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From Wikipedia, the free encyclopedia

Sydney Frank
Sydney Frank.jpg
Frank, c. 1902
Born(1872-10-18)October 18, 1872[1]
Diedunknown, after 1920

Sydney Straus Frank[1][a] (October 18, 1872 – after 1920) was an American business executive, and president and owner of the Baltimore Orioles professional baseball team at the inception of the American League in 1901.[b]


Frank served as team president of the Baltimore Orioles of the American League in 1901, their inaugural season.[2] John Mahon was elected to succeed Frank as chairman at the annual stockholders' meeting in February 1902.[3] Outside of baseball, Frank managed the brokerage firm of Arthur Lipper & Company, and his business obligations were cited as the reason that he did not continue as president of the Orioles.[3][4]

When Mahon sold his controlling interest in the Orioles to John T. Brush and Andrew Freedman of the National League, Ban Johnson, president of the American League, joined with Frank and other minority owners of the Orioles to seize control of the team.[5] The Orioles franchise relocated to New York City for the 1903 season, becoming the New York Highlanders,[6] and since 1913 have been the New York Yankees.[7]

Following Frank's sale of his interest in the Orioles, there would not be another Jewish owner in the American League for nearly a half-century, until former player Hank Greenberg took an ownership position in the Cleveland Indians in 1949.[8]

Personal life

Frank was born in Baltimore in 1872,[4] and had one sibling, a sister, Alice,[9] who died in August 1916.[10]

Frank married Florence Hortense Holzman in November 1906.[11][12] As of November 1910, Frank was living on Madison Avenue in Baltimore, per a newspaper report of his house being robbed.[13] As of the 1920 Census, he was living on Fifth Avenue in New York City, apparently alone.[14] Later information about his personal life is unknown.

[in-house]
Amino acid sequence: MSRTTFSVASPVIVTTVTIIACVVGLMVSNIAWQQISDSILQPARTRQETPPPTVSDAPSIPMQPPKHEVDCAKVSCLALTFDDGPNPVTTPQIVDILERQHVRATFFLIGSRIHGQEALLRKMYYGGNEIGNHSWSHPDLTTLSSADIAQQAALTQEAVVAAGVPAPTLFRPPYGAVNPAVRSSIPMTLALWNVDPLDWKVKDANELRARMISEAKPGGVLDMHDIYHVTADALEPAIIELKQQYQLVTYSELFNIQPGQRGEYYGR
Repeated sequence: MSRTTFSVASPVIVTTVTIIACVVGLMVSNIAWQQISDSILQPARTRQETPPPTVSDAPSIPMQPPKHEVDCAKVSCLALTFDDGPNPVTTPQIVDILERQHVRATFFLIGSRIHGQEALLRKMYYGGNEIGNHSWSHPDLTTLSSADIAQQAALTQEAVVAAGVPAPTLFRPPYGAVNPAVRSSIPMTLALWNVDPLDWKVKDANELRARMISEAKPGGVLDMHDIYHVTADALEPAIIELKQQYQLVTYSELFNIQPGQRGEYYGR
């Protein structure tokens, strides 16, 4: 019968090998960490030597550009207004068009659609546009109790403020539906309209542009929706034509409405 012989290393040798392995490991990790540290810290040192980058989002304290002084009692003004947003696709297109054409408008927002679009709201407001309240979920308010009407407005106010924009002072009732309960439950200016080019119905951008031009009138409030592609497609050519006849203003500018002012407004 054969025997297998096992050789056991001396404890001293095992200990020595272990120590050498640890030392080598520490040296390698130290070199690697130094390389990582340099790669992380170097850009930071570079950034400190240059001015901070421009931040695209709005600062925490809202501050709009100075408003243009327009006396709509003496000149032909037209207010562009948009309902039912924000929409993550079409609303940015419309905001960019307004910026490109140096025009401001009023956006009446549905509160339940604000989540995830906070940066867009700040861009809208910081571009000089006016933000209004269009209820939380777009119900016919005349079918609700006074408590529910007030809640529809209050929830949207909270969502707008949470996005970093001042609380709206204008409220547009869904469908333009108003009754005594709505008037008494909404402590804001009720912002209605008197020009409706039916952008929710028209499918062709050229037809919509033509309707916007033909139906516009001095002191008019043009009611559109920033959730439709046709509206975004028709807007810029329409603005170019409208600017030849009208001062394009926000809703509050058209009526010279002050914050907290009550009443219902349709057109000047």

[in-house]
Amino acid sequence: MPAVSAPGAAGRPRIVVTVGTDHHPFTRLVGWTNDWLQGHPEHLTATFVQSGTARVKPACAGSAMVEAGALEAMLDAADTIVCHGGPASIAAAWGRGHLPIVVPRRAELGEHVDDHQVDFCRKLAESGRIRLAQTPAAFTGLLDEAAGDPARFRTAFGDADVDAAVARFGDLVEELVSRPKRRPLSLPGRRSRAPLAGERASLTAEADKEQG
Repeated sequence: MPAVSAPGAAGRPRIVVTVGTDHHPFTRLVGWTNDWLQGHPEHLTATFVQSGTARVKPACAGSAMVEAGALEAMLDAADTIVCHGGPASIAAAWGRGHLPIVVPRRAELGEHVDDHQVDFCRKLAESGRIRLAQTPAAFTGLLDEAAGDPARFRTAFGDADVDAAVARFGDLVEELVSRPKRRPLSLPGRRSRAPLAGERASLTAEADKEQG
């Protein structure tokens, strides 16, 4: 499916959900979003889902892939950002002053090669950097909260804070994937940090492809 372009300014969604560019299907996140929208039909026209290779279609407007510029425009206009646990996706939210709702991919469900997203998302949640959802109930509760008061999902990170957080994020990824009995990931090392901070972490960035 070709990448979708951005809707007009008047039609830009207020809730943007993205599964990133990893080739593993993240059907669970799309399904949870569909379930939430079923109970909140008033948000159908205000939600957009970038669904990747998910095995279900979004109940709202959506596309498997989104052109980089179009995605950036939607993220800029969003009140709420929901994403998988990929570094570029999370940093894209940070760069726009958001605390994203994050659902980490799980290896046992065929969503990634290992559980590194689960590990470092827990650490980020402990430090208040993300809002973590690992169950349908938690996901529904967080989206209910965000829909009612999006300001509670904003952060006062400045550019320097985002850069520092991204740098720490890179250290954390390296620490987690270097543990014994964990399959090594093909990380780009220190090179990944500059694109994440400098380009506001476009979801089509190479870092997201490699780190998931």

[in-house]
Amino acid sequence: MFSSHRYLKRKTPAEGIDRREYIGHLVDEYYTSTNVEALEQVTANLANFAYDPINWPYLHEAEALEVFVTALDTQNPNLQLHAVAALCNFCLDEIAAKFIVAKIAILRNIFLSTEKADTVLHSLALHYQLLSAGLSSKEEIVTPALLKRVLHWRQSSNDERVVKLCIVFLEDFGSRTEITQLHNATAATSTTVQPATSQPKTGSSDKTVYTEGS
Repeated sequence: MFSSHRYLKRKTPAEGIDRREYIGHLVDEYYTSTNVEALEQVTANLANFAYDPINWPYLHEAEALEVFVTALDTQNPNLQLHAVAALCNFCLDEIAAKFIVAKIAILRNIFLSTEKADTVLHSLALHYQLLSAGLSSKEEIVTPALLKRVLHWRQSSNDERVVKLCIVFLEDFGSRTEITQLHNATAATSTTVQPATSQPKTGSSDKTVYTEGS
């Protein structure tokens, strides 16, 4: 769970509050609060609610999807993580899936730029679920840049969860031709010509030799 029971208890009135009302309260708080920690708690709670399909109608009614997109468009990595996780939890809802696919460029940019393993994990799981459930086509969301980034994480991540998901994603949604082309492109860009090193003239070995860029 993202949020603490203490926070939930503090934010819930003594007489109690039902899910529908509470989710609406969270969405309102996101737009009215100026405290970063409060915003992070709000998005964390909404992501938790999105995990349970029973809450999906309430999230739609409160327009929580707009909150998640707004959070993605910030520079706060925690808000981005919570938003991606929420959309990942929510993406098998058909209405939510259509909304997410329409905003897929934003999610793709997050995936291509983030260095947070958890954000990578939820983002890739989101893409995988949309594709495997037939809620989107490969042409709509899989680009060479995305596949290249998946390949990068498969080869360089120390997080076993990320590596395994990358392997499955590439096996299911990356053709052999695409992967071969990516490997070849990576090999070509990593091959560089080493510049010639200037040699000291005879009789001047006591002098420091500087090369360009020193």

1. ^ Frank's first name sometimes appeared as "Sidney" in contemporary newspapers.
  2. ^ Frank's team was not the current Baltimore Orioles franchise; the Orioles of 1901 and 1902 became the modern-day New York Yankees.


  1. ^ a b "Sydney Straus Frank". Retrieved September 2, 2020.
  2. ^ "Baltimore Baseball Club". The Baltimore Sun. January 9, 1901. p. 6. Retrieved September 1, 2020 – via
  3. ^ a b "New Baseball President". The Baltimore Sun. February 18, 1902. p. 6. Retrieved September 1, 2020 – via
  4. ^ a b Reach's Official American League Guide. Francis C. Richter (editor). Philadelphia: A. J. Reach Co. 1902. p. 53. Retrieved September 1, 2020 – via Google Books.CS1 maint: others (link)
  5. ^ "Baltimore to Have Another Ball Team". The Evening Times. Washington, D.C. July 17, 1902. p. 3. Retrieved September 1, 2020 – via
  6. ^ "Timeline - 1900s". Retrieved September 1, 2020.
  7. ^ "Timeline - 1910s". Retrieved September 1, 2020.
  8. ^ The Routledge History of American Sport. Linda J. Borish, David K. Wiggins, and Gerald R. Gems (editors). Routledge. 2016. p. 336. ISBN 1138786756. Retrieved August 31, 2020 – via Google Books.CS1 maint: others (link)
  9. ^ "Mrs. Rosalind Frank". The Baltimore Sun. January 24, 1902. p. 7. Retrieved September 2, 2020 – via
  10. ^ "Mrs. Stern Dead". The Evening Sun. Baltimore. August 3, 1916. p. 16. Retrieved September 2, 2020 – via
  11. ^ "Weddings to Come". The Baltimore Sun. November 6, 1906. p. 6. Retrieved September 2, 2020 – via
  12. ^ "Marriage Licenses: Frank—Holzman". The Baltimore Sun. November 6, 1906. p. 6. Retrieved September 2, 2020 – via
  13. ^ "Thieves Make Big Haul". The Evening Sun. Baltimore. November 7, 1910. p. 7. Retrieved September 2, 2020 – via
  14. ^ "14th Census of the United States". United States Census Bureau. 1920. Retrieved September 2, 2020 – via
This page was last edited on 3 September 2020, at 00:08
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